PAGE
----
Finding a therapist can be quite the daunting task. I hope you approach this task as an exercise in empowerment, self-care and assertiveness.
Shopping for a therapist is not about finding the best therapist. It's about finding the "good enough" person to walk with you in this next chapter of your life. The "good enough" therapist may change over time as you grow or your needs change.
The most important thing to look for in a therapist is whether you feel comfortable with that person. Listen to your gut. You don't have to be ruled by your gut, but you must always start there. Understand what your gut is telling you. Your reasons could lead you to find a different therapist, or you may realize that your gut reaction is based on patterns or habits that you are interested in changing.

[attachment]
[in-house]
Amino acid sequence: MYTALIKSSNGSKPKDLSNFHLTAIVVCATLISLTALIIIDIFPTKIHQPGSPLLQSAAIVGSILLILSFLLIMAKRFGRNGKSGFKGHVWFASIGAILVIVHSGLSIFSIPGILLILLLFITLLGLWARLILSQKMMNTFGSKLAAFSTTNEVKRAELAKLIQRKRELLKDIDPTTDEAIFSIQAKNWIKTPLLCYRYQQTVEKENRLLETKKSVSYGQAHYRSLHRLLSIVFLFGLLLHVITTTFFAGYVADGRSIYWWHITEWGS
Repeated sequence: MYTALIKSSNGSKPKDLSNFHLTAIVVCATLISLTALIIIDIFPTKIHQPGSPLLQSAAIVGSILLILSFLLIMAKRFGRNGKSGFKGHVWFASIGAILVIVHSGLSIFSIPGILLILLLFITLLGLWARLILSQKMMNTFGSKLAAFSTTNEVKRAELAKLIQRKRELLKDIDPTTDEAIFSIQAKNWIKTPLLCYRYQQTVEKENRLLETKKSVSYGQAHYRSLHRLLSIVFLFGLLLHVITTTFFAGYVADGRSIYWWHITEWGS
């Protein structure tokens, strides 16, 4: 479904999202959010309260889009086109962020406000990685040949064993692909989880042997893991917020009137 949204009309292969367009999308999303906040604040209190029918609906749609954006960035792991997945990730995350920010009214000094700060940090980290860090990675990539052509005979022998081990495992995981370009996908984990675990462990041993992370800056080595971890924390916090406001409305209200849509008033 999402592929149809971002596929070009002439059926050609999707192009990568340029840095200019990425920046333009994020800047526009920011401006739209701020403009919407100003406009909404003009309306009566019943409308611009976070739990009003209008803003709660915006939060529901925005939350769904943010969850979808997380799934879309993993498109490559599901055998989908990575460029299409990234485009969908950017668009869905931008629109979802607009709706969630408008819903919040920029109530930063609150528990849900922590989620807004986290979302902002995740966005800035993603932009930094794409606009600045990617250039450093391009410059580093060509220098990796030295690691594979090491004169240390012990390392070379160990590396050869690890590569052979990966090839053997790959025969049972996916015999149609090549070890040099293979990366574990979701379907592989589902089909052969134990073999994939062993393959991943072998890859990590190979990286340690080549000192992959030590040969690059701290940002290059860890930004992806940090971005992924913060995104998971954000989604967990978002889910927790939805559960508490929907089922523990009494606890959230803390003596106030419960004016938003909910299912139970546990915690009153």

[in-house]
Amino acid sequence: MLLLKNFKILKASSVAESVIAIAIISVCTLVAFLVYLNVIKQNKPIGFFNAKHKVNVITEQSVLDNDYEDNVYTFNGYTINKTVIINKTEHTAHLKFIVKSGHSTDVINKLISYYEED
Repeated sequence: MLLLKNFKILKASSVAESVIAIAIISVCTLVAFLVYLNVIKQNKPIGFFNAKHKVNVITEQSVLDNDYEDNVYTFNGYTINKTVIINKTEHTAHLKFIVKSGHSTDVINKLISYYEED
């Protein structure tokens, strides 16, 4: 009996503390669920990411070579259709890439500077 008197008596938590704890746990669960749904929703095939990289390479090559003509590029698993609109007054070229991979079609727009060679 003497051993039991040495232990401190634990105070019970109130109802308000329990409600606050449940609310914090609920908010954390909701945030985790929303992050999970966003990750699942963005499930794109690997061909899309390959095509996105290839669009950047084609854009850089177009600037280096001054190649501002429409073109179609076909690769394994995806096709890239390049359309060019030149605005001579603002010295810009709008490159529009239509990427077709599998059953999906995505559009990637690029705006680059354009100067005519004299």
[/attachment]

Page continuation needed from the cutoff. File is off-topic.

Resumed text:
If you decide to try one of us, give us an earnest try and meet for a few sessions at least before making a final decision. You have every right to give us feedback about each moment of every session. Most of us welcome feedback because we are committed to helping people and to improving our skills. Furthermore, your experience can often provide invaluable insight into the very concerns that bring you into therapy, so this information becomes grist for the therapeutic mill.
Once you start feeling better, stick to therapy. Many people feel better within the first few months of starting therapy, but in order to make lasting change, new habits of thinking and acting need time to consolidate.